This post is a part of our “Native American Revolutions” Series. By Michael Lynch In the Appalachian mountains, the American Revolution was a contest for land and liberty—between Revolutionaries and the British Crown, as well as between...
From: Age of Revolutions on 20 Nov 2017

Cherokees in the Revolutionary Era: A Biographical Perspective

This post is a part of our “Native American Revolutions” Series. By Kate Fullagar The usual story told of the Cherokees in the revolutionary era is a dire one. Starting with the catastrophic Anglo-Cherokee War of 1760-61, this story traces...
From: Age of Revolutions on 13 Nov 2017

Chickasaws and the American Revolution

This post is a part of our “Native American Revolutions” Series. By Kathleen DuVal British officials knew they would need Native allies in the American Revolution, and they assumed the Chickasaws would be first in line. The British and Chickasaws...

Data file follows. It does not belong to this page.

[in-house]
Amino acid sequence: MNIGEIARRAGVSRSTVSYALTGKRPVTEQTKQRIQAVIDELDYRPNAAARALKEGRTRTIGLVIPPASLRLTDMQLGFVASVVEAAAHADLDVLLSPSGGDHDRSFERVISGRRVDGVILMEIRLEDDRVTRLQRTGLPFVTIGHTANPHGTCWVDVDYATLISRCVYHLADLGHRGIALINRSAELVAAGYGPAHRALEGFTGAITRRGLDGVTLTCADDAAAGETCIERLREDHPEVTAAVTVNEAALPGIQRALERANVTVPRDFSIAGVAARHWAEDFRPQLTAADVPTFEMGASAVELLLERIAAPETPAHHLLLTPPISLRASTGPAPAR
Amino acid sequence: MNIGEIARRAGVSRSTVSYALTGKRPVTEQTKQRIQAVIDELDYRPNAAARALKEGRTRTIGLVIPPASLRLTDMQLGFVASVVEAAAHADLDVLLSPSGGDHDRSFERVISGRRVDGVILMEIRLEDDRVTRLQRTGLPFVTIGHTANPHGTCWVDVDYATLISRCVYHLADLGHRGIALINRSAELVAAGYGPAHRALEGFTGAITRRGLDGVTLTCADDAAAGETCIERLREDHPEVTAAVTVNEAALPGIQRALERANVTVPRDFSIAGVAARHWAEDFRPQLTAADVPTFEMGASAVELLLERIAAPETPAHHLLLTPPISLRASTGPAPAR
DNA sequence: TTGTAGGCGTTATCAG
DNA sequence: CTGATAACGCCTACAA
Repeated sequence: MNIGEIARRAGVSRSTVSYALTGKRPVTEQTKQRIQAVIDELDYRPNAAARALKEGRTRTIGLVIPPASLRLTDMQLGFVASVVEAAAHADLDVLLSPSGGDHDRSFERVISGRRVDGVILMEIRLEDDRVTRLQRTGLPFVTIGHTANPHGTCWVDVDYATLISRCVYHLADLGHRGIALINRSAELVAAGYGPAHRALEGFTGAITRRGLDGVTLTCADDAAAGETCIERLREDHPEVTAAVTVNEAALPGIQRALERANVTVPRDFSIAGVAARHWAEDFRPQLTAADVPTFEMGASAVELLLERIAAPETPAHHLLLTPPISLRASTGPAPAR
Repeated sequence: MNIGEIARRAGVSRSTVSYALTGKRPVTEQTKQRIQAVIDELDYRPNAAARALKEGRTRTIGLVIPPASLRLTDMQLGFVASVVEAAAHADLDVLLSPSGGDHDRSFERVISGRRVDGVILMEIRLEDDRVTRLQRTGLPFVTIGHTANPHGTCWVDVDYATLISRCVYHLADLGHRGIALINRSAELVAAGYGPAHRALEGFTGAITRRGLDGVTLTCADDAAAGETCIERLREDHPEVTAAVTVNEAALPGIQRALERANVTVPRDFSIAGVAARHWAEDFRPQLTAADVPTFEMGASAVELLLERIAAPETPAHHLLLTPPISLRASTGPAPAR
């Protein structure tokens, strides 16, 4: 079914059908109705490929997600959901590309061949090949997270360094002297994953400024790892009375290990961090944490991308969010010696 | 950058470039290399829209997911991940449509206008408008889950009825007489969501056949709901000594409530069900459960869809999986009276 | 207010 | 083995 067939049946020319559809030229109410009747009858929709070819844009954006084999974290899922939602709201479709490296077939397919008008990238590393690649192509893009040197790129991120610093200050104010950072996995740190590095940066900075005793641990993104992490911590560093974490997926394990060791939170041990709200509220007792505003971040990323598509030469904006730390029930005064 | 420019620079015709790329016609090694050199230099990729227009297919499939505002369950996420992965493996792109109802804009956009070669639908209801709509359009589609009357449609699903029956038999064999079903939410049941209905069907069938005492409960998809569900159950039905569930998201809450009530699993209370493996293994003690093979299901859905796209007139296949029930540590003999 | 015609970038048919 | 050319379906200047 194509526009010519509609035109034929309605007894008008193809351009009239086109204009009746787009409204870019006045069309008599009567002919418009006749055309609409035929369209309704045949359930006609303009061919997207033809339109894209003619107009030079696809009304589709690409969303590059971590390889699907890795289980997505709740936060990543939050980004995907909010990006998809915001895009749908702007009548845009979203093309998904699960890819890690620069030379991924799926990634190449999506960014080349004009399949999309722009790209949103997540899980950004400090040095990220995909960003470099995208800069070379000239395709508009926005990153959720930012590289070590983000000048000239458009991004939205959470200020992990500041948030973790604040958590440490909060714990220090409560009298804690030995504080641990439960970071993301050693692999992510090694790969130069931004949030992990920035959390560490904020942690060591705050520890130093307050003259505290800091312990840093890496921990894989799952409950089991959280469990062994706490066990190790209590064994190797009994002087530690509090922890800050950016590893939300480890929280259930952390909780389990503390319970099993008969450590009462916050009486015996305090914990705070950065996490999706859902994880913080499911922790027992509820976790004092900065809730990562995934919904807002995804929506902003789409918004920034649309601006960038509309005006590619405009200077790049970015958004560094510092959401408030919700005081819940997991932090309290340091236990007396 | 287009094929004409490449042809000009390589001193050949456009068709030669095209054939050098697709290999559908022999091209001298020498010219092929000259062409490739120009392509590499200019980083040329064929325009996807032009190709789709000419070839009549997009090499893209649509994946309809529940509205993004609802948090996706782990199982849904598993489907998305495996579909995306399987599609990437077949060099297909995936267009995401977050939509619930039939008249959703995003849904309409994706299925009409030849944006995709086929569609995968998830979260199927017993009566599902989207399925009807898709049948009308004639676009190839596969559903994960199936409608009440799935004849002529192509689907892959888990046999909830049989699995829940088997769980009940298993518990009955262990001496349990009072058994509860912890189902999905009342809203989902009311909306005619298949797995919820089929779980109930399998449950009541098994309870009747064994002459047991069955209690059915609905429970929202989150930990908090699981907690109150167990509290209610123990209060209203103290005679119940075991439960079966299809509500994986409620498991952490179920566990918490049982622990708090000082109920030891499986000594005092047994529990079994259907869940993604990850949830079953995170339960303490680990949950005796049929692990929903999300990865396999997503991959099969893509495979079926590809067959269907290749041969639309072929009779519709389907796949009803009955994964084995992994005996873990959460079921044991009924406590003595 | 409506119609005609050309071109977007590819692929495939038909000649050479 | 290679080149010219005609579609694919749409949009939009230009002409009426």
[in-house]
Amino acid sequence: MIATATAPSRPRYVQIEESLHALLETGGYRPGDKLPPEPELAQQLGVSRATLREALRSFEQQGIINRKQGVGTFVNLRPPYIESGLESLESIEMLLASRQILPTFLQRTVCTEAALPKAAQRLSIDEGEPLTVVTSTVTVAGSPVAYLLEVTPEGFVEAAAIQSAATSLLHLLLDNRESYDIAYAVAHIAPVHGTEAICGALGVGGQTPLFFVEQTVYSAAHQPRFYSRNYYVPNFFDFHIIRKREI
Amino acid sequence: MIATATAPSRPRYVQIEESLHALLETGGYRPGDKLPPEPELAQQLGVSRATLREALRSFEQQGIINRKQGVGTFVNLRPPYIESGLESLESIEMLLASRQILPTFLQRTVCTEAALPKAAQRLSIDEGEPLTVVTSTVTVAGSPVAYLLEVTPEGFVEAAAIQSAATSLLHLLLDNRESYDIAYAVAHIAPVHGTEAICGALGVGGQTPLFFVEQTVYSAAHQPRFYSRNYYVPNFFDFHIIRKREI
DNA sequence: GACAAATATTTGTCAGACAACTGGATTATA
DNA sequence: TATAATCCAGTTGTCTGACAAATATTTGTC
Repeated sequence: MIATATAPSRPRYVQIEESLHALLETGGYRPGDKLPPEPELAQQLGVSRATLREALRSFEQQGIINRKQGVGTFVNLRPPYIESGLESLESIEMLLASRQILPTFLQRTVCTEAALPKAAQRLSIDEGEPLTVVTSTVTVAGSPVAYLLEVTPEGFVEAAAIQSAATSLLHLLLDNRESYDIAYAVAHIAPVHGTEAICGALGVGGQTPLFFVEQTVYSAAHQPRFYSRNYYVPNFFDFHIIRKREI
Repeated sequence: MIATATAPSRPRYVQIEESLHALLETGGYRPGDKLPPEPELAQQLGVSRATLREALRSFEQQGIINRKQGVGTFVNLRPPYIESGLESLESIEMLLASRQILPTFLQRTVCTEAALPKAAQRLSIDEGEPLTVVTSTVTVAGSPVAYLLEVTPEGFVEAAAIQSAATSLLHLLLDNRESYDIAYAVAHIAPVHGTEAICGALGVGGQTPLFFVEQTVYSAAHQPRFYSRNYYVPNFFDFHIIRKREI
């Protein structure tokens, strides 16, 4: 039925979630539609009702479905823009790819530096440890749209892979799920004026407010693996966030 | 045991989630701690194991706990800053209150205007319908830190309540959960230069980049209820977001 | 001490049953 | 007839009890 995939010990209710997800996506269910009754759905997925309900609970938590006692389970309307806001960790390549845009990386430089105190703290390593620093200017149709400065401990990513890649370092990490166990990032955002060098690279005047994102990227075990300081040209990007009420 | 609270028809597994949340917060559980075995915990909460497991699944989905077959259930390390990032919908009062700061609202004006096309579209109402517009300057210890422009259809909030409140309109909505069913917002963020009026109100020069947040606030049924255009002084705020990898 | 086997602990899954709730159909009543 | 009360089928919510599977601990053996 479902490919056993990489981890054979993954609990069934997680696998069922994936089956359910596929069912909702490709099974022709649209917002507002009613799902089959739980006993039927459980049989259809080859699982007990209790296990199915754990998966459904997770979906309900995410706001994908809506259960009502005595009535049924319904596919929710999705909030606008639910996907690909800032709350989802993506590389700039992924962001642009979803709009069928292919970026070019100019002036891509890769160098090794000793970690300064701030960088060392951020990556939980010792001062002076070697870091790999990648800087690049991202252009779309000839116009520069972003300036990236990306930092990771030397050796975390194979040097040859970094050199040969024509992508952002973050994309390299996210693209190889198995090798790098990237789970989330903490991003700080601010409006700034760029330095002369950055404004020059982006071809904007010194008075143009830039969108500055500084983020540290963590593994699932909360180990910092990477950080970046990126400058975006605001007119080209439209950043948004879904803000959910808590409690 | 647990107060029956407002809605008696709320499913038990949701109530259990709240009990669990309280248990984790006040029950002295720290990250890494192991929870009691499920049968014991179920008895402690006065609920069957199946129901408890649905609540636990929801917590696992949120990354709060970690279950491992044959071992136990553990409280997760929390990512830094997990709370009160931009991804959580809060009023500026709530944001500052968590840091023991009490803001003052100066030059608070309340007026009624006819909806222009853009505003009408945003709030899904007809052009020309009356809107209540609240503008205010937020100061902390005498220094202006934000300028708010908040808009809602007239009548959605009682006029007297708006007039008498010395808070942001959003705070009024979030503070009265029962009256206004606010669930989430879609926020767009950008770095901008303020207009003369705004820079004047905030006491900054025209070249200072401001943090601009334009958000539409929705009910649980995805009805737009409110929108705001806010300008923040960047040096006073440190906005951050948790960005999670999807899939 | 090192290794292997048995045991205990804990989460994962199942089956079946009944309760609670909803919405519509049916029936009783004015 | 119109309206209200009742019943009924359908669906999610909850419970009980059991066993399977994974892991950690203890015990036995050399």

From: Age of Revolutions on 6 Nov 2017

Indigenous South Florida and the American Revolution

This post is a part of our “Native American Revolutions” Series. By Andrew K. Frank The Revolution cannot be explained without Native Americans. Native Americans were not hidden figures in this era, but rather they came straight from central...
From: Age of Revolutions on 30 Oct 2017

The Economic Revolution in Indian Country

This post is a part of our “Native American Revolutions” Series. By David Andrew Nichols All revolutions contain within them both destructive and creative impulses. For much of the twentieth century, historians of the American Revolution...
From: Age of Revolutions on 23 Oct 2017

Deconflicting Iroquoia